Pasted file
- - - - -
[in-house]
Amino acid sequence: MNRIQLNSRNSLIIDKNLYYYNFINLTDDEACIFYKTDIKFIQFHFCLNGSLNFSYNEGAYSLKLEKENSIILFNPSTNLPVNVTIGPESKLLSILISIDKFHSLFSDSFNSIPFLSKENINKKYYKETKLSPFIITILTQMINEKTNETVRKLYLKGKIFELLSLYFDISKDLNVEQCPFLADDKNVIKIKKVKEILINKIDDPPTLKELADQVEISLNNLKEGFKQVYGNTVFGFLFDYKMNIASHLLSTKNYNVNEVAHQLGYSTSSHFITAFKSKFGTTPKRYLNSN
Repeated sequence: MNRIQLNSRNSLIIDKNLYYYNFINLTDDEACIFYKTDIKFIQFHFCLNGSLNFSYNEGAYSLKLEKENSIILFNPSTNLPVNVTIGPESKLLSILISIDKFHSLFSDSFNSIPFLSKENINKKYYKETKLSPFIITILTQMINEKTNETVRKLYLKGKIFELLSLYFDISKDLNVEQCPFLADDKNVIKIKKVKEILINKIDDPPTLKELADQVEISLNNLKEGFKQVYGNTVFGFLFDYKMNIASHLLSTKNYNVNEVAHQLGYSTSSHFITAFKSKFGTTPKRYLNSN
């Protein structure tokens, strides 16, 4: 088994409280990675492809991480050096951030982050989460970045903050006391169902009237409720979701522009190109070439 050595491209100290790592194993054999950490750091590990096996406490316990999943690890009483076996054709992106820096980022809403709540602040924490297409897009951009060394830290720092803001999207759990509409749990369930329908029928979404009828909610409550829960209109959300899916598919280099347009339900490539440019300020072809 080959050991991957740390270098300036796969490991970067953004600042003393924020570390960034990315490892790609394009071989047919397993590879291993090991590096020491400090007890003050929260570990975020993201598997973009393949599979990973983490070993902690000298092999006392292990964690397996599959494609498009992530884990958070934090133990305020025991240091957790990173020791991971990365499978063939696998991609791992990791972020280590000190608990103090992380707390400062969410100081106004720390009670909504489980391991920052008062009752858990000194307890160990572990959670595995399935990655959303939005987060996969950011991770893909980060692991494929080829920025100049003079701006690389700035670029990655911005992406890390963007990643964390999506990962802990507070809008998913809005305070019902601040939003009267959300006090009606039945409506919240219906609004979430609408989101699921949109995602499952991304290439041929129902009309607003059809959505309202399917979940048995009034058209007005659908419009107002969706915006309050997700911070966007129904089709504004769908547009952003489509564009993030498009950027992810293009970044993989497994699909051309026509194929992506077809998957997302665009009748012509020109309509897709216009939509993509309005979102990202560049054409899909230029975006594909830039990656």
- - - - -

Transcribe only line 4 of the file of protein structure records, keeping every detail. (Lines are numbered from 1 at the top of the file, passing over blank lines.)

């Protein structure tokens, strides 16, 4: 088994409280990675492809991480050096951030982050989460970045903050006391169902009237409720979701522009190109070439 050595491209100290790592194993054999950490750091590990096996406490316990999943690890009483076996054709992106820096980022809403709540602040924490297409897009951009060394830290720092803001999207759990509409749990369930329908029928979404009828909610409550829960209109959300899916598919280099347009339900490539440019300020072809 080959050991991957740390270098300036796969490991970067953004600042003393924020570390960034990315490892790609394009071989047919397993590879291993090991590096020491400090007890003050929260570990975020993201598997973009393949599979990973983490070993902690000298092999006392292990964690397996599959494609498009992530884990958070934090133990305020025991240091957790990173020791991971990365499978063939696998991609791992990791972020280590000190608990103090992380707390400062969410100081106004720390009670909504489980391991920052008062009752858990000194307890160990572990959670595995399935990655959303939005987060996969950011991770893909980060692991494929080829920025100049003079701006690389700035670029990655911005992406890390963007990643964390999506990962802990507070809008998913809005305070019902601040939003009267959300006090009606039945409506919240219906609004979430609408989101699921949109995602499952991304290439041929129902009309607003059809959505309202399917979940048995009034058209007005659908419009107002969706915006309050997700911070966007129904089709504004769908547009952003489509564009993030498009950027992810293009970044993989497994699909051309026509194929992506077809998957997302665009009748012509020109309509897709216009939509993509309005979102990202560049054409899909230029975006594909830039990656």